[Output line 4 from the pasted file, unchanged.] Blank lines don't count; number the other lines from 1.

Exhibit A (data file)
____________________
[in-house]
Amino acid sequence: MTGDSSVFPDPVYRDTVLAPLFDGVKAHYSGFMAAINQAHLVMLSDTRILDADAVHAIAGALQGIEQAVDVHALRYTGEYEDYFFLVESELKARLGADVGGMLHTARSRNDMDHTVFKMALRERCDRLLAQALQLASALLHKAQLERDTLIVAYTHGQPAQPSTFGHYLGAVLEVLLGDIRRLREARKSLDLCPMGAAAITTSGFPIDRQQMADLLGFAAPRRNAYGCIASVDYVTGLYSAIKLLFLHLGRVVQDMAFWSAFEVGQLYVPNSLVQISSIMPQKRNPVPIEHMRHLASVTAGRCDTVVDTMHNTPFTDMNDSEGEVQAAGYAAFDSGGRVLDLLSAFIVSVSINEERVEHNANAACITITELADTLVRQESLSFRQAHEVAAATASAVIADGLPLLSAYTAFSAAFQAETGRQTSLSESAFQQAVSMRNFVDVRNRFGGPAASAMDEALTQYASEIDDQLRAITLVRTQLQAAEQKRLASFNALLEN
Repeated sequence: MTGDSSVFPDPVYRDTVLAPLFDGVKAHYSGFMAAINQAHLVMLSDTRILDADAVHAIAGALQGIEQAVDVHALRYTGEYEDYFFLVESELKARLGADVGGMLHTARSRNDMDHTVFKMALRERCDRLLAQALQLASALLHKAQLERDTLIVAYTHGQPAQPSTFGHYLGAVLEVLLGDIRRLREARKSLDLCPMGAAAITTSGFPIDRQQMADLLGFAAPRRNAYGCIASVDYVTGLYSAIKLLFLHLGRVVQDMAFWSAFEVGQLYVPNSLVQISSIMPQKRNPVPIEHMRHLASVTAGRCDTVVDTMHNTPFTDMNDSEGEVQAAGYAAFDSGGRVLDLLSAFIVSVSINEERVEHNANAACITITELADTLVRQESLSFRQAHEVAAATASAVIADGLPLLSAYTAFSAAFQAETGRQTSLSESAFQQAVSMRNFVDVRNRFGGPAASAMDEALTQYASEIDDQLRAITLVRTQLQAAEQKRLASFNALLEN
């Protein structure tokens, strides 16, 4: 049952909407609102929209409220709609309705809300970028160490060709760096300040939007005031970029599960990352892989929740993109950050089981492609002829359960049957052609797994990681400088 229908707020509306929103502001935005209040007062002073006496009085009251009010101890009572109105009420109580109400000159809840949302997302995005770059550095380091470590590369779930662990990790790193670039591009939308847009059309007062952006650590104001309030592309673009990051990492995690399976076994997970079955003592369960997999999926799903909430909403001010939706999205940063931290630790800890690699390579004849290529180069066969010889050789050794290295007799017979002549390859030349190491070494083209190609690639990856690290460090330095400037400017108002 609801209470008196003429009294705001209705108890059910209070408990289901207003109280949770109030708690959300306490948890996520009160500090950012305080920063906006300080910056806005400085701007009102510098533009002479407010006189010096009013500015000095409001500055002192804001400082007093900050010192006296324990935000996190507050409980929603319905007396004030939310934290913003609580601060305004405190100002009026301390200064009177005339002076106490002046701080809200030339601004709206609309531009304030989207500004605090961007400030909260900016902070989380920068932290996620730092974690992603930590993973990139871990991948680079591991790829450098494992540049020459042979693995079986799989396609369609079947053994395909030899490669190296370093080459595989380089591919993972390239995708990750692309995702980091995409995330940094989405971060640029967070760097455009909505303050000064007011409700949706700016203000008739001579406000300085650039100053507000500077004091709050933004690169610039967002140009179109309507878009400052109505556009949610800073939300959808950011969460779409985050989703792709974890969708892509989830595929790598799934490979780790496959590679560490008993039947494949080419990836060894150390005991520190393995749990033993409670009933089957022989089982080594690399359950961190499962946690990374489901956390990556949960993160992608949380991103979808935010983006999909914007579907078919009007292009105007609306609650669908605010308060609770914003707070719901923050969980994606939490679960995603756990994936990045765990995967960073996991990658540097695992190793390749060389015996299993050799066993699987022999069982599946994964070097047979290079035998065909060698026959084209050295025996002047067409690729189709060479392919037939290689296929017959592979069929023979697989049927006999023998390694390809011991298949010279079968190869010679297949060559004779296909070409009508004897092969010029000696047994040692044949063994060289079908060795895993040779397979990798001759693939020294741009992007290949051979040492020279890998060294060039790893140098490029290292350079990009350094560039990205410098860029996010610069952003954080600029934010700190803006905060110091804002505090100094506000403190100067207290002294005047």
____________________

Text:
């Protein structure tokens, strides 16, 4: 049952909407609102929209409220709609309705809300970028160490060709760096300040939007005031970029599960990352892989929740993109950050089981492609002829359960049957052609797994990681400088 229908707020509306929103502001935005209040007062002073006496009085009251009010101890009572109105009420109580109400000159809840949302997302995005770059550095380091470590590369779930662990990790790193670039591009939308847009059309007062952006650590104001309030592309673009990051990492995690399976076994997970079955003592369960997999999926799903909430909403001010939706999205940063931290630790800890690699390579004849290529180069066969010889050789050794290295007799017979002549390859030349190491070494083209190609690639990856690290460090330095400037400017108002 609801209470008196003429009294705001209705108890059910209070408990289901207003109280949770109030708690959300306490948890996520009160500090950012305080920063906006300080910056806005400085701007009102510098533009002479407010006189010096009013500015000095409001500055002192804001400082007093900050010192006296324990935000996190507050409980929603319905007396004030939310934290913003609580601060305004405190100002009026301390200064009177005339002076106490002046701080809200030339601004709206609309531009304030989207500004605090961007400030909260900016902070989380920068932290996620730092974690992603930590993973990139871990991948680079591991790829450098494992540049020459042979693995079986799989396609369609079947053994395909030899490669190296370093080459595989380089591919993972390239995708990750692309995702980091995409995330940094989405971060640029967070760097455009909505303050000064007011409700949706700016203000008739001579406000300085650039100053507000500077004091709050933004690169610039967002140009179109309507878009400052109505556009949610800073939300959808950011969460779409985050989703792709974890969708892509989830595929790598799934490979780790496959590679560490008993039947494949080419990836060894150390005991520190393995749990033993409670009933089957022989089982080594690399359950961190499962946690990374489901956390990556949960993160992608949380991103979808935010983006999909914007579907078919009007292009105007609306609650669908605010308060609770914003707070719901923050969980994606939490679960995603756990994936990045765990995967960073996991990658540097695992190793390749060389015996299993050799066993699987022999069982599946994964070097047979290079035998065909060698026959084209050295025996002047067409690729189709060479392919037939290689296929017959592979069929023979697989049927006999023998390694390809011991298949010279079968190869010679297949060559004779296909070409009508004897092969010029000696047994040692044949063994060289079908060795895993040779397979990798001759693939020294741009992007290949051979040492020279890998060294060039790893140098490029290292350079990009350094560039990205410098860029996010610069952003954080600029934010700190803006905060110091804002505090100094506000403190100067207290002294005047």